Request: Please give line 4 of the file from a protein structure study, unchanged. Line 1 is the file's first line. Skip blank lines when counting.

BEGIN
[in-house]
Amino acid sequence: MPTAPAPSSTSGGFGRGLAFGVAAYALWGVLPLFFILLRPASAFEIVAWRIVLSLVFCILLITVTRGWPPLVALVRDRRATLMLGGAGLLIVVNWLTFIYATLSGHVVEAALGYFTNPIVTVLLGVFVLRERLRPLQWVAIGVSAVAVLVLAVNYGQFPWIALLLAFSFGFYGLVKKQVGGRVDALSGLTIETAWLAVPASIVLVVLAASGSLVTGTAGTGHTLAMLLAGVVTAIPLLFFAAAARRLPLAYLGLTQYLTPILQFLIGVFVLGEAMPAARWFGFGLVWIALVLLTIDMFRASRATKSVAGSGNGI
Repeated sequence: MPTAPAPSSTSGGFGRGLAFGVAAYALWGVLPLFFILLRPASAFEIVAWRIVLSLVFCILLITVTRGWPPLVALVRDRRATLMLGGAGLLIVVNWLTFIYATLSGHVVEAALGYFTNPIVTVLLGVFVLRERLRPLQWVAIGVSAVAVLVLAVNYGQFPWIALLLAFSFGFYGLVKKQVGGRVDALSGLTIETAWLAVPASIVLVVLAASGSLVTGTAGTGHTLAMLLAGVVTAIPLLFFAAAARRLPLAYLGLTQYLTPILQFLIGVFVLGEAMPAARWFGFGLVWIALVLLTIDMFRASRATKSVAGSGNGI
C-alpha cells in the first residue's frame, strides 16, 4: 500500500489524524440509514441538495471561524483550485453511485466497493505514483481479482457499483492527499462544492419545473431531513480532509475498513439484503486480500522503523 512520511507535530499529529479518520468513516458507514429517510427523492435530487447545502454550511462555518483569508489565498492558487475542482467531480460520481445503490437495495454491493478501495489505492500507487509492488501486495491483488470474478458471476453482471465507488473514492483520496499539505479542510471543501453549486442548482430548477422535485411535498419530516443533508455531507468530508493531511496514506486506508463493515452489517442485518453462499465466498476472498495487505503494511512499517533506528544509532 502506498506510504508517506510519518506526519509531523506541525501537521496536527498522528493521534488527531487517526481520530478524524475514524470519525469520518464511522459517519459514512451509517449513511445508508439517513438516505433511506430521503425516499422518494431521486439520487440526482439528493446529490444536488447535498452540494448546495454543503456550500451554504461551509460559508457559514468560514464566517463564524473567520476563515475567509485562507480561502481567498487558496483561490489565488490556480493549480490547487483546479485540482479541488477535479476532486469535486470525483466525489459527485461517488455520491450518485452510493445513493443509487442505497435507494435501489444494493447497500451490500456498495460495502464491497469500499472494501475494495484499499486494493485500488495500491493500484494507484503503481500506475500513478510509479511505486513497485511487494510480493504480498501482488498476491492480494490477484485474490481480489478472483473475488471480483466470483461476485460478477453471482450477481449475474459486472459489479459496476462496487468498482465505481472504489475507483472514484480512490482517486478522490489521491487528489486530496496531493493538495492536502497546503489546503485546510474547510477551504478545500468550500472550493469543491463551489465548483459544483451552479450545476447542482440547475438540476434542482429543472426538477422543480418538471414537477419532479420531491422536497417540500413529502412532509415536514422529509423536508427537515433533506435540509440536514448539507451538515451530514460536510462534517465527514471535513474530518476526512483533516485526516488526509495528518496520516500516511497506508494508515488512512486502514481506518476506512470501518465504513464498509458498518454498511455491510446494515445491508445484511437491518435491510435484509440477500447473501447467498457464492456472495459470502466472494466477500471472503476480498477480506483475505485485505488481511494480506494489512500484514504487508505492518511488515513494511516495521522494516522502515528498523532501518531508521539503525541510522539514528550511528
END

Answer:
C-alpha cells in the first residue's frame, strides 16, 4: 500500500489524524440509514441538495471561524483550485453511485466497493505514483481479482457499483492527499462544492419545473431531513480532509475498513439484503486480500522503523 512520511507535530499529529479518520468513516458507514429517510427523492435530487447545502454550511462555518483569508489565498492558487475542482467531480460520481445503490437495495454491493478501495489505492500507487509492488501486495491483488470474478458471476453482471465507488473514492483520496499539505479542510471543501453549486442548482430548477422535485411535498419530516443533508455531507468530508493531511496514506486506508463493515452489517442485518453462499465466498476472498495487505503494511512499517533506528544509532 502506498506510504508517506510519518506526519509531523506541525501537521496536527498522528493521534488527531487517526481520530478524524475514524470519525469520518464511522459517519459514512451509517449513511445508508439517513438516505433511506430521503425516499422518494431521486439520487440526482439528493446529490444536488447535498452540494448546495454543503456550500451554504461551509460559508457559514468560514464566517463564524473567520476563515475567509485562507480561502481567498487558496483561490489565488490556480493549480490547487483546479485540482479541488477535479476532486469535486470525483466525489459527485461517488455520491450518485452510493445513493443509487442505497435507494435501489444494493447497500451490500456498495460495502464491497469500499472494501475494495484499499486494493485500488495500491493500484494507484503503481500506475500513478510509479511505486513497485511487494510480493504480498501482488498476491492480494490477484485474490481480489478472483473475488471480483466470483461476485460478477453471482450477481449475474459486472459489479459496476462496487468498482465505481472504489475507483472514484480512490482517486478522490489521491487528489486530496496531493493538495492536502497546503489546503485546510474547510477551504478545500468550500472550493469543491463551489465548483459544483451552479450545476447542482440547475438540476434542482429543472426538477422543480418538471414537477419532479420531491422536497417540500413529502412532509415536514422529509423536508427537515433533506435540509440536514448539507451538515451530514460536510462534517465527514471535513474530518476526512483533516485526516488526509495528518496520516500516511497506508494508515488512512486502514481506518476506512470501518465504513464498509458498518454498511455491510446494515445491508445484511437491518435491510435484509440477500447473501447467498457464492456472495459470502466472494466477500471472503476480498477480506483475505485485505488481511494480506494489512500484514504487508505492518511488515513494511516495521522494516522502515528498523532501518531508521539503525541510522539514528550511528